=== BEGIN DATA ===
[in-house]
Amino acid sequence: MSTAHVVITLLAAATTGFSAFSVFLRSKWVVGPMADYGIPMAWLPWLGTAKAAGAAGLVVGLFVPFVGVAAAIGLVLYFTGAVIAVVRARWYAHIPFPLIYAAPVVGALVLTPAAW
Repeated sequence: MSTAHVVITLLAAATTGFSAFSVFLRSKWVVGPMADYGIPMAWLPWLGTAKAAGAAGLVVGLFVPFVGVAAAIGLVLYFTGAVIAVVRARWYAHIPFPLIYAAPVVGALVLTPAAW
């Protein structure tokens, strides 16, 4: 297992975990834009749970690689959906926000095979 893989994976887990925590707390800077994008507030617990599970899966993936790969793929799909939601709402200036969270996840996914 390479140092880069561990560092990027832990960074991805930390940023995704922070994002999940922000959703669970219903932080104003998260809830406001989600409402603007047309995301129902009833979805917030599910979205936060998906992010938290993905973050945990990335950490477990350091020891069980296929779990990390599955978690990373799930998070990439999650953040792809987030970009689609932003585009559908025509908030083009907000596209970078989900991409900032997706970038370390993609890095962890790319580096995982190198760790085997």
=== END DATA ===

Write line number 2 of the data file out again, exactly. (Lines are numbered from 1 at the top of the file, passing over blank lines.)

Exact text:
Amino acid sequence: MSTAHVVITLLAAATTGFSAFSVFLRSKWVVGPMADYGIPMAWLPWLGTAKAAGAAGLVVGLFVPFVGVAAAIGLVLYFTGAVIAVVRARWYAHIPFPLIYAAPVVGALVLTPAAW